Wednesday, August 29, 2012

Being Selective in Adding Educational Material to Your Montessori Environment

NAMC montessori teacher child working with fraction skittles adding materials to montessori environment
Children are called to the beauty of Montessori materials,
like the Fraction Skittles
If you are like me, you are inundated by the seemingly constant stream of educational catalogs and emails promising the latest and greatest study aids and materials for your students. Not only do I get information on Montessori materials, I also get various catalogs and emails from other educational publishers. Browsing through them, it is easy to be lured by the promise of affordable solutions that correlate to government and Common Core standards.

So how do you decide which materials and books to add to your Montessori classroom?

First, remain true to the Montessori environment. Choose the highest quality Montessori materials you can afford. Your materials will be used repeatedly by many children over the years. Beautiful, quality materials will stand the test of time. While it may be tempting to save a few dollars, children are called to beauty. Materials that are broken, torn, or have missing pieces will not be used, and you will spend more money in the end as you mend and replace materials. Your NAMC Montessori manuals are a great place to start when determining which materials you will initially need in your Montessori environment.

Being Selective in Adding Educational Material to Your Montessori Environment

After you have purchased your Montessori materials, look at your shelves and your curriculum to see what is missing. For example, do you need some play money for your LE math shelves? Do you need a dissection kit on your UE botany shelves? These are the types of materials that you may find will enhance your prepared environment. However, there are other materials that will be less successful in a Montessori environment.

My greatest caution is to avoid mass produced workbooks. I have seen too many children simply race through just to be finished. Children rarely retain any information and that leads to re-teaching. If you are looking for additional materials, begin with the NAMC blackline masters, where you will find everything from nomenclature cards and booklets to an amazing amount of math practice. Print out the blacklines, glue them on to heavy-duty, color-coordinated cardstock, and laminate them. You can place them in a basket on the shelves for individual practice.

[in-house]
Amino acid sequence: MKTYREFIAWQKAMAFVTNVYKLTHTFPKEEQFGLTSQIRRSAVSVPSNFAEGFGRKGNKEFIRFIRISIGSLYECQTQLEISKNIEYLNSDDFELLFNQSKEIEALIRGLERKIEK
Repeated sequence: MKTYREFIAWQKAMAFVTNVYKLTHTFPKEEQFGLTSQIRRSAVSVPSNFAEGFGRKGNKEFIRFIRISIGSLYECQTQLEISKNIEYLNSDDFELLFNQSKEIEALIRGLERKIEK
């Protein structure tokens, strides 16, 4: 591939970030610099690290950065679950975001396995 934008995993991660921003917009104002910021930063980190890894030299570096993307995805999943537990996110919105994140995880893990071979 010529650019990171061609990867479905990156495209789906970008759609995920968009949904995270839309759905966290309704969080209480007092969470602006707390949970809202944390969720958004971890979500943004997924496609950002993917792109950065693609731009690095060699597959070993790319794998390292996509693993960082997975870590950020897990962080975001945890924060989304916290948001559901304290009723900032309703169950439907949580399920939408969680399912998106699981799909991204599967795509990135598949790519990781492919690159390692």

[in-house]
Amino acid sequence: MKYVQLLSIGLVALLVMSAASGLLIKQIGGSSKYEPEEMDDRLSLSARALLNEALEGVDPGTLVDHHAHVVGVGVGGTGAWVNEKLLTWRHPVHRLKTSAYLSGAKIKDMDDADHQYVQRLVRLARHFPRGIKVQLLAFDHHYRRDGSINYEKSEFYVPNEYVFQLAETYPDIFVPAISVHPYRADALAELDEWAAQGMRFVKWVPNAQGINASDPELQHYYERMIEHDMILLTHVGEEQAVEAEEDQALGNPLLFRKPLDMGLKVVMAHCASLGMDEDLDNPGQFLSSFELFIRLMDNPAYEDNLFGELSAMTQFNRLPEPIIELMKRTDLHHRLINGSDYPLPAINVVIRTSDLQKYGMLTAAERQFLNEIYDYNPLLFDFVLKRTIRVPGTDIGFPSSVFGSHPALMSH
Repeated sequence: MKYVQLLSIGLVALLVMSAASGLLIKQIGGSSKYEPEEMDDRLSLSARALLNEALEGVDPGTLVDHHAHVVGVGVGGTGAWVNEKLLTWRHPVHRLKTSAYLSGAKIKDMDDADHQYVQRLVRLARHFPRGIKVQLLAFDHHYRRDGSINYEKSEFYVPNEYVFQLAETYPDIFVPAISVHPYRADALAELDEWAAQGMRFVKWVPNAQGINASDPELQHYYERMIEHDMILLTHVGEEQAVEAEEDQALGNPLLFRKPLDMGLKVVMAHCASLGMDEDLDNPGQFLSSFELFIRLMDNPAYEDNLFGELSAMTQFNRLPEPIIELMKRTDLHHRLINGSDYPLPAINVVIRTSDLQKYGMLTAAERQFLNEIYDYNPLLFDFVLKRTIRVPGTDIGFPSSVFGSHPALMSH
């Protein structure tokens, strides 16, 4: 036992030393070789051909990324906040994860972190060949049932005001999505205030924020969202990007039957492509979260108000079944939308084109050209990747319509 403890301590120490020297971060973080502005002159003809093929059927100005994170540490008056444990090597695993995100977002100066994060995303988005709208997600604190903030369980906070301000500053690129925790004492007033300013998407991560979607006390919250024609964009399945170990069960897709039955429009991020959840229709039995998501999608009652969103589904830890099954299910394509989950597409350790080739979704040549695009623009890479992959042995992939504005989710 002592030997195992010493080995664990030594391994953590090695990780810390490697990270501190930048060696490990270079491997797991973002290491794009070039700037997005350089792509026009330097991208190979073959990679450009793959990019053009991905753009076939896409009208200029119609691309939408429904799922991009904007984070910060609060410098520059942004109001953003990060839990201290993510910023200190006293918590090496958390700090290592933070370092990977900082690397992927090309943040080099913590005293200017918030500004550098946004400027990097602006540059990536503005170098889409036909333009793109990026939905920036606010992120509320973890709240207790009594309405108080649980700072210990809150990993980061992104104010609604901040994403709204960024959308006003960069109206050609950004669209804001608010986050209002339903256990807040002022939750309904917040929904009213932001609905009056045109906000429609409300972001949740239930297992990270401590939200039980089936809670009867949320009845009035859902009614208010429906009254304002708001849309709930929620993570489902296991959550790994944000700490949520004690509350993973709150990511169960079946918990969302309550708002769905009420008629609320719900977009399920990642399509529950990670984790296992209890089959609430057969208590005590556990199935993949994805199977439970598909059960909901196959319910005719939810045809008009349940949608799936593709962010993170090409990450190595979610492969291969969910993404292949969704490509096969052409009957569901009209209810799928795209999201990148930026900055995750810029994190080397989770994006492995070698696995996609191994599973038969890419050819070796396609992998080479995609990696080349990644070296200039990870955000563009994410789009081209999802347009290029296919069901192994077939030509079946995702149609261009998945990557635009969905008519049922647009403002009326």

adding materials to NAMC montessori environment math shelf prepared environment
Color-coded math exercise cards give students the
opportunity for independent practice
 If you do find a valuable workbook to use (and there are some), before you rush to the photocopier, challenge yourself on how to make the work more Montessori. For example, a daily editing workbook can be used as a guide for daily board work. The children can copy and correct the passage in their journals and you can go over it together as a class. This also serves as the daily penmanship practice! A book of science experiments can easily be made into experiment cards and placed on the shelves.

Before you buy anything for your Montessori classroom, ask yourself these simple questions:
  • Is it beautiful?
  • Is it high quality?
  • Is it made of natural materials?
  • Is there a Montessori material that serves the same or similar purpose?
  • Can it be reused?
The most important question, however, is this: Would Dr. Montessori approve? If you can honestly answer these questions, it should fit into your Montessori environment.
As much as possible, NAMC’s web blog reflects the Montessori curriculum as provided in its teacher training programs. We realize and respect that Montessori schools are unique and may vary their schedules and offerings in accordance with the needs of their individual communities. We hope that our readers will find our articles useful and inspiring as a contribution to the global Montessori community.
© North American Montessori Center - originally posted in its entirety at Montessori Teacher Training on Wednesday, August 29, 2012.


  1. The "simple questions" are helpful! I'm on a budget and want to ensure I make smart investments while I build up my collection of learning materials.


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